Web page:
I watched an engaging talk by Jordan Shapiro that discusses game-based learning. What he is really talking about is powerful learning. He’s a humanities teacher, and states; “I honestly hope that my students learn nothing….No-thing. No things….Education is about ideas…I don’t teach things.”
It reminds me of something that I always put at the top of my History 12 course outline:
“Nothing capable of being memorized is history” R. G. Collingwood
This often is very confusing for my students, as they have a long career of memorizing things, but my goal is what Jordan Shapiro outlines. What we want in education is for students to engage with new perspectives, to be creative thinkers, to be able to solve complex problems, and engage in metacognition and self-assessment. These are the types of high-leverage skills that will allow them to tackle issues in any discipline and in life itself.
I often hear people say, I remember nothing from high school. I tackle that one head-on in my classes, too. I tell my students that they will likely forget a lot of the discreet facts they do indeed have to know for a time in my class: dates, names, events. What I want them to remember, however, is that they grappled with big ideas that are essential to understanding history, their own lives, and the future.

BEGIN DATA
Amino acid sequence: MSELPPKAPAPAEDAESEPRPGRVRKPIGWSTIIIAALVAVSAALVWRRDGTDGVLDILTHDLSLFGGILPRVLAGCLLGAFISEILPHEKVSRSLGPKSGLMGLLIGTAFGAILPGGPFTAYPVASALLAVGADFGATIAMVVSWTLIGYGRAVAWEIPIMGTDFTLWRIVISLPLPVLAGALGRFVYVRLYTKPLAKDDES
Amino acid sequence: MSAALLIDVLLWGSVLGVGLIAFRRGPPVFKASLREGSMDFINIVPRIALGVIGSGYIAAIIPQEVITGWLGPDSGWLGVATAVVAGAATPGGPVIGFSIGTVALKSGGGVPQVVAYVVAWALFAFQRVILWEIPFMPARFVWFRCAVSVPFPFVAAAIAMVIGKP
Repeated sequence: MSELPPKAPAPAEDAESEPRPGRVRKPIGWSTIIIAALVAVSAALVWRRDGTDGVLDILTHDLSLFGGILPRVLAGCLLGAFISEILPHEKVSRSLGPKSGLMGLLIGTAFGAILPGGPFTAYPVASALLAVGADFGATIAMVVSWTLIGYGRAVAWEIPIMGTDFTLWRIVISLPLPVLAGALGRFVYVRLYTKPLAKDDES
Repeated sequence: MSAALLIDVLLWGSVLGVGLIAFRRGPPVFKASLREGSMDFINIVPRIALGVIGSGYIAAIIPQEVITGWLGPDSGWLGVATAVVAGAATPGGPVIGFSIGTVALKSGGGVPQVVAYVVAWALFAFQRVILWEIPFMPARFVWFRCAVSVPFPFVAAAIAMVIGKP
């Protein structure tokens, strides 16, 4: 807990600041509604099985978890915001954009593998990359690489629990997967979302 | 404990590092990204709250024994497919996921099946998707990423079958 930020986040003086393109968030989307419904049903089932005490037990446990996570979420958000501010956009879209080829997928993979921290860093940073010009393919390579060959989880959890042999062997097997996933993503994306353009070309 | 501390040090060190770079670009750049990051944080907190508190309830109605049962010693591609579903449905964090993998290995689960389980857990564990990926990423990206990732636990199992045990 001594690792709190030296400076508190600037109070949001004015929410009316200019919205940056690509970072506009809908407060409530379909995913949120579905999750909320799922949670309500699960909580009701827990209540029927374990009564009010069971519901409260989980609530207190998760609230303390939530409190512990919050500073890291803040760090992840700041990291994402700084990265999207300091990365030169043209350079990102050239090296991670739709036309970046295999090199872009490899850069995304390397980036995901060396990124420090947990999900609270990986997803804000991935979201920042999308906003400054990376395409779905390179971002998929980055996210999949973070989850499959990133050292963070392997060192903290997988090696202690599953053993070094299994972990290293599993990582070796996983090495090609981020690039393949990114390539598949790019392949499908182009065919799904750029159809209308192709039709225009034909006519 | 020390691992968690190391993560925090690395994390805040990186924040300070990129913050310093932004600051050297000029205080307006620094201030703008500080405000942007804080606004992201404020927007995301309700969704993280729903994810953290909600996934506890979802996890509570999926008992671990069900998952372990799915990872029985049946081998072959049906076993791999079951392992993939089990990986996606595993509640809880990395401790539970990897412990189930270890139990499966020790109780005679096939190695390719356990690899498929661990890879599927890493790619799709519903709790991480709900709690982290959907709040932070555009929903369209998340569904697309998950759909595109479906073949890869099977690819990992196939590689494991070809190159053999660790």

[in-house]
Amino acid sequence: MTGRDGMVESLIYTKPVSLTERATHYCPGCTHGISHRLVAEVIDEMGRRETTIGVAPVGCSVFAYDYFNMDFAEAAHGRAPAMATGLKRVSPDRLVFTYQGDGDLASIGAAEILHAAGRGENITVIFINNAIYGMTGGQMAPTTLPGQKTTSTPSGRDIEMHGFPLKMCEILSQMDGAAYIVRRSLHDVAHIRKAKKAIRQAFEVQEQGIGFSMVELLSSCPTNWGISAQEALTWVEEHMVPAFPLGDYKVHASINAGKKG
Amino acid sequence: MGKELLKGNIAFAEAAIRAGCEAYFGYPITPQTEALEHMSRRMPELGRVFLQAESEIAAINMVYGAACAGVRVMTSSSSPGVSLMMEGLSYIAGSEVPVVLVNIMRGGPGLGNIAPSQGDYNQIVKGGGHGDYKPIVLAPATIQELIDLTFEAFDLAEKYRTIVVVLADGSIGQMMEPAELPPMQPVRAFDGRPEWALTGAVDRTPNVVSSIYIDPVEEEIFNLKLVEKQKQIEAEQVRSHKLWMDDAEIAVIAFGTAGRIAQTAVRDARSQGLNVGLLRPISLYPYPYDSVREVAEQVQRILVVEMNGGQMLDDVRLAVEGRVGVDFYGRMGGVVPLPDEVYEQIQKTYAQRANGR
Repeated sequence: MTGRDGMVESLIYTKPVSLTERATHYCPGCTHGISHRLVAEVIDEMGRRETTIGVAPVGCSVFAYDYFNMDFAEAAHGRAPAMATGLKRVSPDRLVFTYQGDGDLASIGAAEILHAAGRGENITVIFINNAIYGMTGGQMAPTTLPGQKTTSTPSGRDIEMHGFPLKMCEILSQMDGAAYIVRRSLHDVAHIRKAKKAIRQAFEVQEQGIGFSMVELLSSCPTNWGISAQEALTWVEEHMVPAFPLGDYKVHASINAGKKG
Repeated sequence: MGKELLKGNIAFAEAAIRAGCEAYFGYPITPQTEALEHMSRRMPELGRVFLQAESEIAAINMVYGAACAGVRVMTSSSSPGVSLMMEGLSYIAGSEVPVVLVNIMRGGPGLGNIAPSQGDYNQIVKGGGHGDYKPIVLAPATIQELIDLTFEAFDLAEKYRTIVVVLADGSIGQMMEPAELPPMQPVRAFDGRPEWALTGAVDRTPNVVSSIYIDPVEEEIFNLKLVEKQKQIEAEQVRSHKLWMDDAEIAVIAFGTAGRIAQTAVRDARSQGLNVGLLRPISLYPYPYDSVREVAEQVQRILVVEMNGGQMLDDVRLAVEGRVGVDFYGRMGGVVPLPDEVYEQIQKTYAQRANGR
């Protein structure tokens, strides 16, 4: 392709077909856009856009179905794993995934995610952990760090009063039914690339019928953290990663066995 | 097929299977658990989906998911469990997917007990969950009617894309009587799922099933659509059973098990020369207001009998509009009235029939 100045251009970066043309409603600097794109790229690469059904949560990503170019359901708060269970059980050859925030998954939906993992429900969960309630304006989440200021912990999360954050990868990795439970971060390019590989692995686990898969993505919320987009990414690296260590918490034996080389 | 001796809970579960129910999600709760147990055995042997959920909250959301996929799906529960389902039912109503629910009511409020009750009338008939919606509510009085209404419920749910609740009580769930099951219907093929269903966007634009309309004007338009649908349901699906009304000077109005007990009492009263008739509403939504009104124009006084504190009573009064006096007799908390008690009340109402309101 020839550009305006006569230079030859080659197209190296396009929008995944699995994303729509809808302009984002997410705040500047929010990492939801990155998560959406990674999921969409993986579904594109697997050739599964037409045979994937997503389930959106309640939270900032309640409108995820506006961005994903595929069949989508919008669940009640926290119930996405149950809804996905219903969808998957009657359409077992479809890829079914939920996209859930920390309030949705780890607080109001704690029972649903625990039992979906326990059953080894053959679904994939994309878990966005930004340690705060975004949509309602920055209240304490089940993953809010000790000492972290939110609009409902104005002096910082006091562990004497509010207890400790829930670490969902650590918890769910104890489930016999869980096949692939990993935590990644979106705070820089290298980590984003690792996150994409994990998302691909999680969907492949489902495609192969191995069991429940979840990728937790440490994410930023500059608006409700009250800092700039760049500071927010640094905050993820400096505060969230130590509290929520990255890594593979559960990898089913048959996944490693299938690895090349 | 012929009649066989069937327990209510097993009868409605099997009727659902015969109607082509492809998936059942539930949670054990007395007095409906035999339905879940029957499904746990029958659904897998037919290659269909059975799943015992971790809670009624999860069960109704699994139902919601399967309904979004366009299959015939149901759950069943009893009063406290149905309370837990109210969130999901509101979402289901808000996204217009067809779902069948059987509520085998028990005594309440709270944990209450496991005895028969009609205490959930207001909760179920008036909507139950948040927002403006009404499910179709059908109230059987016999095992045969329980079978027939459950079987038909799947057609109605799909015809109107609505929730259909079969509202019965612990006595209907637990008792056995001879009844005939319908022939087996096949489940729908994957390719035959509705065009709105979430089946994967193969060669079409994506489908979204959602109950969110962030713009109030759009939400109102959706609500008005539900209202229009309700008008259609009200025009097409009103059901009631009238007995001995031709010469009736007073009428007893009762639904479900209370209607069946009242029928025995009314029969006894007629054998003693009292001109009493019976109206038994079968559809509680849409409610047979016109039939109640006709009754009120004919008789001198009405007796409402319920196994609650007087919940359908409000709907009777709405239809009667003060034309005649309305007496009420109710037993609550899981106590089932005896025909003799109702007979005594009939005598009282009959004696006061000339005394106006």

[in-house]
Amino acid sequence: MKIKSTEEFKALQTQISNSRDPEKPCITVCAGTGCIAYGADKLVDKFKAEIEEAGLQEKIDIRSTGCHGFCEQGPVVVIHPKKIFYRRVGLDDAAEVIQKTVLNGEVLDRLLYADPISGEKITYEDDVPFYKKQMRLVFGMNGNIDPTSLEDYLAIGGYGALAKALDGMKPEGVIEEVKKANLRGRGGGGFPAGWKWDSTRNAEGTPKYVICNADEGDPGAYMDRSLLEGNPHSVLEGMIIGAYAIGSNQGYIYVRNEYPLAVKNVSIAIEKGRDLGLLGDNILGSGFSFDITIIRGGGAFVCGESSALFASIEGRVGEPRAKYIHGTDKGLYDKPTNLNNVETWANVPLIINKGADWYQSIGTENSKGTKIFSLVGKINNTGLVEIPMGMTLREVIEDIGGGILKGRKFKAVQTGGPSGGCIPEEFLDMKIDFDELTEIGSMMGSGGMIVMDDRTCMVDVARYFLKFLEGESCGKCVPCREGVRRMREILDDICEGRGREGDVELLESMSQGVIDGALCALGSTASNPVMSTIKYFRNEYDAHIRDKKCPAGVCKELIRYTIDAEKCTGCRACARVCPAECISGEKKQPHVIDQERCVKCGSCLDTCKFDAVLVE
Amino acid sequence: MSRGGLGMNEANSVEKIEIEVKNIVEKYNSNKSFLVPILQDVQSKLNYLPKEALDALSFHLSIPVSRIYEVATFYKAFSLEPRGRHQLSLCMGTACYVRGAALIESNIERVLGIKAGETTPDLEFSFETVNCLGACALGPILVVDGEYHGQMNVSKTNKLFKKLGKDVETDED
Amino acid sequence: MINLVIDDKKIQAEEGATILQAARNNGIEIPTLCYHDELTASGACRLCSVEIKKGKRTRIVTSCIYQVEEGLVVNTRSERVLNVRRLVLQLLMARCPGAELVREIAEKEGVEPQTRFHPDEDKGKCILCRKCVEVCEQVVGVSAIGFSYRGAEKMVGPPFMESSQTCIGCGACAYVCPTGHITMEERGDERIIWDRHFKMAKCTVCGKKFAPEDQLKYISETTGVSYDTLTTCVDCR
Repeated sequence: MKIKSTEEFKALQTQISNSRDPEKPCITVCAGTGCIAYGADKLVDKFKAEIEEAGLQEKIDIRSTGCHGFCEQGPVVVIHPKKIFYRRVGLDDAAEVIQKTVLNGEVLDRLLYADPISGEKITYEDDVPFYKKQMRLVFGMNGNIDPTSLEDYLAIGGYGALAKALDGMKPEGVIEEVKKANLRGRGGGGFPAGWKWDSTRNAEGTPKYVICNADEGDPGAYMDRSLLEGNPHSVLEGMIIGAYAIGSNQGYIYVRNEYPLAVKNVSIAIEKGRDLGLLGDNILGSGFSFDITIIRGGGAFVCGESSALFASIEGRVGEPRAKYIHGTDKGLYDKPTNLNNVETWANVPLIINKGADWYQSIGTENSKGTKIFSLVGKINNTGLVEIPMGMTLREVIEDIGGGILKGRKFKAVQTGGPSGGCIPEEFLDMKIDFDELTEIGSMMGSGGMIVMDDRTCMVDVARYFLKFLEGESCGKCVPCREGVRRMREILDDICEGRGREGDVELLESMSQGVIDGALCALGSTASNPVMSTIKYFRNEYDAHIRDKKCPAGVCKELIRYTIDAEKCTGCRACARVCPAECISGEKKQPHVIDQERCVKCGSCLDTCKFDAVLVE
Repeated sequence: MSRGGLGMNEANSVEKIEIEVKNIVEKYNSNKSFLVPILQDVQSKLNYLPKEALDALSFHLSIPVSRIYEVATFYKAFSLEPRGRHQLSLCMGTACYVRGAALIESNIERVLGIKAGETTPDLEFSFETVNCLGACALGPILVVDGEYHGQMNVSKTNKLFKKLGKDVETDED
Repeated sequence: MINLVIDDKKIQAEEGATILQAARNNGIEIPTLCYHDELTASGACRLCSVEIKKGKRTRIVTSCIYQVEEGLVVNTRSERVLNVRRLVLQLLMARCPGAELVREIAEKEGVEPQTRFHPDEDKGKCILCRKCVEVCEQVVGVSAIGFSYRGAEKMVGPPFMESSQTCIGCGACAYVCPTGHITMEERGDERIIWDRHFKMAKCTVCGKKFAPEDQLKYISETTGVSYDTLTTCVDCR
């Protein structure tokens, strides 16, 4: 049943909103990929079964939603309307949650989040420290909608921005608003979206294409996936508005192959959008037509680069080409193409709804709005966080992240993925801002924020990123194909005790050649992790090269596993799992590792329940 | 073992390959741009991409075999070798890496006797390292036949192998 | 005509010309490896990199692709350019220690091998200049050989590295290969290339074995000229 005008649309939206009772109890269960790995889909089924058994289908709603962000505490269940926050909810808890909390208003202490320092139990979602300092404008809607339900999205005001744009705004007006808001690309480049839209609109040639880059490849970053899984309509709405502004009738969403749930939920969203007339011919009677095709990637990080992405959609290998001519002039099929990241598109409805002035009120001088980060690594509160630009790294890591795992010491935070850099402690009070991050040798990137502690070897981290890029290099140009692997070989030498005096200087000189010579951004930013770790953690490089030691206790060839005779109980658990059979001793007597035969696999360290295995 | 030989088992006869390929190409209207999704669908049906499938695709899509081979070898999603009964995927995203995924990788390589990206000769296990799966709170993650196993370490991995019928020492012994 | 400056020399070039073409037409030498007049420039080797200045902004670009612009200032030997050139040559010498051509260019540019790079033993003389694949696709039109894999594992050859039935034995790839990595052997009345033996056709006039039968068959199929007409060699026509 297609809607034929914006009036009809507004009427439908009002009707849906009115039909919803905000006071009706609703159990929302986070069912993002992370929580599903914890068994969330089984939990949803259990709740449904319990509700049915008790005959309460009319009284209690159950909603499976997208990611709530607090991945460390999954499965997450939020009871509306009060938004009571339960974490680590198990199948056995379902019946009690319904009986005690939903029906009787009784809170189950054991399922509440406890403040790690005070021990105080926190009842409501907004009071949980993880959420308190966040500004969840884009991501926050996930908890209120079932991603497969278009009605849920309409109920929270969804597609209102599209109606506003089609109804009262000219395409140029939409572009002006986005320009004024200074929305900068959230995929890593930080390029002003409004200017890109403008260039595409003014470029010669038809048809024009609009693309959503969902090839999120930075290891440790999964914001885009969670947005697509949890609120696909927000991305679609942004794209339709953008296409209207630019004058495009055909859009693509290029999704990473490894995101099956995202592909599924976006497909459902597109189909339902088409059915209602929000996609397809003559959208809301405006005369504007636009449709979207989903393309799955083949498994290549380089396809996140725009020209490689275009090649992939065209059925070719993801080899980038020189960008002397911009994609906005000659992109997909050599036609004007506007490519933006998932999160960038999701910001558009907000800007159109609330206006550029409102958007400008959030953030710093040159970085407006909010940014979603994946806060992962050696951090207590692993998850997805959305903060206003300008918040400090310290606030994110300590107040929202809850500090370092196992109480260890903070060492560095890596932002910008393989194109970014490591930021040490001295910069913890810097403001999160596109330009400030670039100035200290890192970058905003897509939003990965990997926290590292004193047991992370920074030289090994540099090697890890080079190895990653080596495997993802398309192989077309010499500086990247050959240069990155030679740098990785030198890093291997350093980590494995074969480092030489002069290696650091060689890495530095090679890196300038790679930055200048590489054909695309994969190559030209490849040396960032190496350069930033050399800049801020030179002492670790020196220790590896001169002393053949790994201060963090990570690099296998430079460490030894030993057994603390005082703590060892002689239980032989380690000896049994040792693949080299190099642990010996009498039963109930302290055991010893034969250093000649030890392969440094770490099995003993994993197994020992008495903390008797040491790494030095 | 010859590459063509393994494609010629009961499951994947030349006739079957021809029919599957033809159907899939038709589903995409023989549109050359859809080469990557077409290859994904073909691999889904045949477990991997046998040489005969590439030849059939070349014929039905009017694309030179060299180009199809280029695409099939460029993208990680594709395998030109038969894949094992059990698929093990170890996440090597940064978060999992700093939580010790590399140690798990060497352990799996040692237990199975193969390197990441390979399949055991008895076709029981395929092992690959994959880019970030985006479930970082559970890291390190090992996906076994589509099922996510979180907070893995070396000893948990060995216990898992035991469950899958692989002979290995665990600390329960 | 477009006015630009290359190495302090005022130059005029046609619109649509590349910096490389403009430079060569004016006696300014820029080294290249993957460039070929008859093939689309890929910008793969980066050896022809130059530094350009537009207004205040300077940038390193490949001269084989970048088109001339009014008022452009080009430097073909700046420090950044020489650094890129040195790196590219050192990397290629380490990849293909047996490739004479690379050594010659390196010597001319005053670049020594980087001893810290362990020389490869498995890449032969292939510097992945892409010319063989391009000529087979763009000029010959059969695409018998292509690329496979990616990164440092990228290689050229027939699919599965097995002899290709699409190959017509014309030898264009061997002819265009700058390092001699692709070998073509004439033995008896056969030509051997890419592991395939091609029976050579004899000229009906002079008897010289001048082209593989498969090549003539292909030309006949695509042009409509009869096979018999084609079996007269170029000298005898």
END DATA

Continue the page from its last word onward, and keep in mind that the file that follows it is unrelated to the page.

- What are the impacts of technology on society?
- What does it mean to be human?
- How does power imbalance lead to the violation of human rights?
- How does our world view shape our actions? How does my world view shape my actions?
I also want them to remember the broad strokes of history, to build up a time line that they will continue to refine as they engage in a life of learning. We are becoming educated, not filling in pieces of paper.
It is a beautiful talk and even if you don’t watch the entire 30 minutes, you won’t regret the philosophical underpinnings he outlines at the beginning. I especially love the analogy he uses about not being a big pitcher of knowledge giving out small sips of “expert knowledge”.
Follow him on twitter: @jordosh
Also, here is one of the links he discusses right at the end of the talk; Graphite